" deliberate, self-imposed state of emotional arrest, combined with an numbing condition of cultural stasis that can be witnessed in comics, movies, popular music

and, indeed, right across the cultural spectrum."

Alan is the last person to comment on popular culture looking back at the past and re-hasing it. Culture is a form a stasis, there are rules and customs

that tend to remain static (change slowly). All his non super-hero work has been , with few exceptions, rehashes of old Victorian fiction and culture. It is almost

impossible to understand Alan Moore's work since it references things outside it so much. Oh, I get it, it's bad when lazy rich kids who want to play around with a

career as an artist and sample an old song, or remake and old tv show, but it's not bad when Alan does it in a literary context.




" I would also remark that save for a smattering of non-white characters (and non-white creators) these books and these iconic characters are still very much

white supremacist dreams of the master race. "
Superheroes were created by Jews. Not exactly white supremacists.

However, when we think about the kinds of people who want to uphold the law in Western, industrialized societies and do well in hard sciences, well, they aren't

going to be intersectional Muslim feminists so complaining about a lack of diversity, is stupid. Most none-white men would be more likely to be villains than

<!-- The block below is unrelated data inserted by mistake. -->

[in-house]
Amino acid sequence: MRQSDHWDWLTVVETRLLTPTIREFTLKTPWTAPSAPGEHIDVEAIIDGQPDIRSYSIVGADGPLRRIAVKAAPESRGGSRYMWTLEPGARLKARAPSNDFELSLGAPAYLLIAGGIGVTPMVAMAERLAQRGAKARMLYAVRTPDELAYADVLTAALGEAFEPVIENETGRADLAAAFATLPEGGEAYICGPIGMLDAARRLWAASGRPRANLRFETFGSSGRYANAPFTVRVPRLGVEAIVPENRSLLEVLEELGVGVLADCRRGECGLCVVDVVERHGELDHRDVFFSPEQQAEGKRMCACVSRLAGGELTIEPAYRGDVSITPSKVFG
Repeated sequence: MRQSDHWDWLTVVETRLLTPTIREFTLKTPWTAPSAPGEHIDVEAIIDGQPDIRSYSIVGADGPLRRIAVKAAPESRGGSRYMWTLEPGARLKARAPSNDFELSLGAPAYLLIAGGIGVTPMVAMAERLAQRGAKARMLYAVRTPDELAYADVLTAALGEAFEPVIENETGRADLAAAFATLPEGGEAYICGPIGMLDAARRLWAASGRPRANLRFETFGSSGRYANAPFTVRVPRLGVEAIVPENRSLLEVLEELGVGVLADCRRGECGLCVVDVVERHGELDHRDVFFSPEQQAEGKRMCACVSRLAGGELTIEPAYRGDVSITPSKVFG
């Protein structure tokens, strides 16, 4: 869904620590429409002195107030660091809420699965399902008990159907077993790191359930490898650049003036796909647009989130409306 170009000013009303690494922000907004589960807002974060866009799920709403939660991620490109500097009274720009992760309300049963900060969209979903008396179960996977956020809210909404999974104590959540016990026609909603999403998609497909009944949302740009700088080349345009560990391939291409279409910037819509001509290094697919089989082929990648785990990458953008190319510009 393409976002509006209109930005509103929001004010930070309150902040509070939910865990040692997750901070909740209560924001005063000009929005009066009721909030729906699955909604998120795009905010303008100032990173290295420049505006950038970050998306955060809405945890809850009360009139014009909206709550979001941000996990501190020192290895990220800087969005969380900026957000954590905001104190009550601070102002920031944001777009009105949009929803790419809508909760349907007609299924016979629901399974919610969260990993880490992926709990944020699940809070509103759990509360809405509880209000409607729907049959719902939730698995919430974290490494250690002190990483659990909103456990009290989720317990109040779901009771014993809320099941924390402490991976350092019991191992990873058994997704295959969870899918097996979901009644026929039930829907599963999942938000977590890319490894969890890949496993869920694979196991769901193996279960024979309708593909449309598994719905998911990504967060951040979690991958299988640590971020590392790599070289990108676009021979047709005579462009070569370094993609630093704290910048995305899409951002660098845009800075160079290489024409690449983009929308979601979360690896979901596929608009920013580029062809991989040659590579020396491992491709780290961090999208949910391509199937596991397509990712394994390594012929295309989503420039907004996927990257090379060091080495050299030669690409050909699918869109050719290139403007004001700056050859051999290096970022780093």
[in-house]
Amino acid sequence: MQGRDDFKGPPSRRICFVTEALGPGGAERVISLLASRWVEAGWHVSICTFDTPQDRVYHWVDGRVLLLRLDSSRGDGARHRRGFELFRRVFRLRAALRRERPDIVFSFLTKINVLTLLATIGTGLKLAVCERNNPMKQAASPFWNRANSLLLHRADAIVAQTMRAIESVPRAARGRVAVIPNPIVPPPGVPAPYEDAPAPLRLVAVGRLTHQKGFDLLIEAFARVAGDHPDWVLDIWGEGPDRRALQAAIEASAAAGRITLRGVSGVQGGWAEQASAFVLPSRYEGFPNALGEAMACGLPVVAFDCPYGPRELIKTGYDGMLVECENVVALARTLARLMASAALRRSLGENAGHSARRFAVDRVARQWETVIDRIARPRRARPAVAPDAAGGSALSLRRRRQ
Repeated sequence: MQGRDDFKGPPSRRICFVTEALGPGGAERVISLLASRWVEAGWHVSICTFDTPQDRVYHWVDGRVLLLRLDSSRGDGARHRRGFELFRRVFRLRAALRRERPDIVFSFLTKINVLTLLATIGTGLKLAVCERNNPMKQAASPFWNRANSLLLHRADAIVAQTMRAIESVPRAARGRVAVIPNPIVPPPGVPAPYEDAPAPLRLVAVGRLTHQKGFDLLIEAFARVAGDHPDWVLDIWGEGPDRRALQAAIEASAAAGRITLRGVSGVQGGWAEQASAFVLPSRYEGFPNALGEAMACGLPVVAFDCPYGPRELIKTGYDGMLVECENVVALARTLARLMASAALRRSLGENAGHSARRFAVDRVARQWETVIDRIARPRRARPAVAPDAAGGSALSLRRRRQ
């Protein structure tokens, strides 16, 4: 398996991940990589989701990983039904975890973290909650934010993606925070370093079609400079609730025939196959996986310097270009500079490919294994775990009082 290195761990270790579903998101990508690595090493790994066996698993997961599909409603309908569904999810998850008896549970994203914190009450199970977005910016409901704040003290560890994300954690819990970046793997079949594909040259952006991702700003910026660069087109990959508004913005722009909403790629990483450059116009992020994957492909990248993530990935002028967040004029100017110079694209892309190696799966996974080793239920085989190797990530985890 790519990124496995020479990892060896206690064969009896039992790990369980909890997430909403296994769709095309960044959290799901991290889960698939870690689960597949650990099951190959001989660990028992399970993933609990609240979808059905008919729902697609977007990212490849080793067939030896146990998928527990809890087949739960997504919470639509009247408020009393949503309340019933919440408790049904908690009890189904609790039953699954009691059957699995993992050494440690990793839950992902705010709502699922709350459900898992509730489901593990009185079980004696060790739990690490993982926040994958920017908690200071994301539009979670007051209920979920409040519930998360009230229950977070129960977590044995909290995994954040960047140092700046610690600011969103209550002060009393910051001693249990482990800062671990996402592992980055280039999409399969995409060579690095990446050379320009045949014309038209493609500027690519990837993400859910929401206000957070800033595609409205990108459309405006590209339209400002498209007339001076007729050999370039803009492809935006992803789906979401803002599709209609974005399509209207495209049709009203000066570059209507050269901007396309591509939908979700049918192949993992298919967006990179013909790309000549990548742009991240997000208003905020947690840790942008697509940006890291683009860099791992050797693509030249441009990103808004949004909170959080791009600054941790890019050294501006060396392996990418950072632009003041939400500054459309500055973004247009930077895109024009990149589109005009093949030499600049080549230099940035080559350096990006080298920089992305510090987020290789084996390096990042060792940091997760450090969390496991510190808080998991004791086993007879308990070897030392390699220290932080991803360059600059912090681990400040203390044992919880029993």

heroes if superheroes were "realistic." They don't actually identify as heroes.Many progressive creators have admitted that they identify more with the villains than the heroes --more so than creators in the past. Since Alan Moore has

released the killing joke, seeing villains as misunderstood heroes has gained more and more traction, In the past when villains became heroes, they reformed. But

now, no, what they do is not wrong they were VICTIMS.

It's "white" people who feel like they have a moral obligation to save the world, Tikkun Olam, Spread democracy. Play "world police" as South Park put it. Look out

for people outside their culture.
You don't see the same amount of concern from (middle class) Indians, Negros, or Asians about strangers.
The manga equivalent of superheroes often only have superheroes saving the homeland, where everyone is the same ethnicity.




Simply put, superheroes were relic of a more homogeneous society and are increasingly irrelevant in a increasingly diverse society where people look at each other as enemies. You are either being exploited or you are the exploiter.


Demanding diversity from superheroes is like demanding people in wheelchairs for war stories or asexual people in romance stories. The end result will not be

superhero stories or romance stories but agitprop.


Alan Moore's influence is partially why comics is a bourgeoisie niche only available near "college towns".

While I disagree with the author of this article https://bleedingfool.com/blogs/obsession-with-now-retired-alan-moore-creates-bad-writers/#comment-4550416338 about the quality of Moore's work, I do think his influence on comics has been terrible. Moore knows it. People simply learned the wrong things from Watchmen.

Just because something has been influential does it mean the influence is good.

Maybe things are the way they are because people are doing their damnedest to keep comics a small niche. Looking at all the people rushing to defend Moore on a Comicsgate page.


https://bleedingfool.com/blogs/obsession-with-now-retired-alan-moore-creates-bad-writers/#comment-4550416338